by Vickie Jenkins
Meet Kari Moroz. She is a cancer survivor of 9 years. Since her cancer, she has turned her many stumbling blocks into stepping stones. She has shared her experiences through speaking engagements, church groups and individuals that are dealing with the same issues. She is also the author of her newly released book, “Stage III Mommy.”
“I was born in San Diego, California and am the oldest of three siblings. When I was three, my parents moved back to Oklahoma City, Oklahoma and that is where I was raised by loving parents. I had a typical childhood in the 80’s, wearing head-to-toe neon while roller skating to Michael Jackson’s Thriller.”
“What age were you when you were diagnosed with breast cancer?” I ask Kari. “It was October 9, 2006 and I was 29 when I was diagnosed with aggressive, stage III breast cancer. It was news I had already suspected, as I’d found the lump in my right breast months earlier while I was pregnant. My first reaction was being angry at my gynecologist for ignoring my family history and passing it off as a clogged milk duct. I was also angry at myself for not fighting harder to get my mammogram sooner and terrified that we’d found it too late. My biggest fear, however, was that I would die, leaving my toddler and infant baby motherless and my husband with the burden of being a single dad.”
Kari was overwhelmed with the support of her family, church family, friends and even people who she didn’t even know. “Everyone who lived close signed up to bring meals, take the kids for the day, and even clean my house. Long distance friends and family sent flowers and notes that I read daily for encouragement. I even had friends rallying their churches to pray for me in France, Jerusalem, Germany, and many other countries! Those who showed up to help, and pray for me, contributed to saving my life.” Kari comments. “I had prayers from all over the world, spreading the news. When Gracie, our oldest, was a baby, my younger brother was serving in Iraq. Keeping long-distance family and friends updated was very important to me, so I started a blog. For three years the blog was exclusively the writings of an overtired mom. When I was diagnosed with breast cancer, it became much more than that. The blog not only became therapy for me but provided encouragement to other mothers and cancer patients as well.”
Asking how the cancer initially was detected, Kari replies, “I found the lump while I was pregnant but the doctor suggested it was a clogged milk duct. My heart told me otherwise, so I fought my insurance for months to get a mammogram covered. They never did approve it, so we paid cash for the films that clearly determined something was very, very wrong.”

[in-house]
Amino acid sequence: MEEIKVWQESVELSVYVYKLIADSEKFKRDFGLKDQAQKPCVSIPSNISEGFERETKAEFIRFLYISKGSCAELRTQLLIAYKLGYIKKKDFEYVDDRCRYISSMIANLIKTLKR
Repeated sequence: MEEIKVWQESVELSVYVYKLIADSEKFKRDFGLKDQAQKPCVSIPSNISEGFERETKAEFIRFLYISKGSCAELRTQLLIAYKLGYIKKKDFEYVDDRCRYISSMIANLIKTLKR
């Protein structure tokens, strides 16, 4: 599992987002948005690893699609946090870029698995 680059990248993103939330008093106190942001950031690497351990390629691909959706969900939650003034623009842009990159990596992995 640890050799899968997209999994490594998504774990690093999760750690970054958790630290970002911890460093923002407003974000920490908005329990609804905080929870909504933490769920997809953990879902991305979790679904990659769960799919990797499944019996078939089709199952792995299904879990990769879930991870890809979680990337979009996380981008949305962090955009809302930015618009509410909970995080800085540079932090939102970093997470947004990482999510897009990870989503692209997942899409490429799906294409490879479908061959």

Kari has a family history of cancer. “I am proud to say my grandmother fought breast cancer heroically for years after recurrence. She passed in 1998 after a long battle and although she was very private about her experience, I admired her quiet strength. She passed the same strength to my mother, who fought her battle and won just four years before I was diagnosed. I gathered courage and hope from their experiences. I believed in myself because I believed in them.”
“I went through it all; chemo, radiation, mastectomy, lymph node removal, reconstruction, and Tamoxifen. I am thankful that I experienced all of it, because now I can relate to all of it and truly sympathize with my readers,” Kari says.
Asking Kari what her main concern was when she was diagnosed with cancer, she says, “I was concerned that ultimately, I would die and leave young children behind. But those fears subsided when I realized that the negative thoughts could be converted into positive experiences if I’d only change my perspective. It took more courage to turn those negative thoughts around than to dwell on my problems, but it was worth it.”
“What did you miss most when you had cancer?” “I think as a mother, I’ll always have a certain sadness about missing some of my youngest daughter, Trinity’s firsts while I took chemotherapy or radiation. I still remember the times my girls cried when I couldn’t pick them up after my mastectomy. Of course I cried along with them!” Kari replies. “However, the year I “lost” to treatment in no way compares to how many years I’ve gained. The moments of Trinity’s firsts are long gone, but our bond is evident. I’m thankful that both girls recovered from that time as well as they have. It was temporary heartache, and relatively a short amount of time,” Kari adds.
If you were going to convey a message to others, what message would it be?” I ask Kari. “I would tell the nurses that work with cancer patients, thank you for the way you care for the weak and ill. Nursing is a talent, and when you are excellent at it, we do notice and are grateful, even when we are too sick to tell you. So many of my nurses made my days in the hospitals and at chemo more bearable just because of their humor, kind words, or their gentle touch. I will never forget that.”
”I would like to tell cancer patients everywhere (especially young moms) I am living proof that you can not only survive, but thrive! I had no idea how courageous I could be, until that was tested! Really begin to tap into your inner strength, and discover your resolve. Say, “I am fighting cancer” instead of “I have cancer.” Yes, it makes a difference! Never own it. Change the way you talk to yourself and start talking yourself into living.
I know that Kari is a brave woman, full of encouraging words to share with others. Like every cancer survivor, I am proud of their courageous and winning battles. A special thank you to Kari Moroz, my brave, strong and courageous survivor, my daughter. Comments or book requests for “Stage III Mommy” contact firstname.lastname@example.org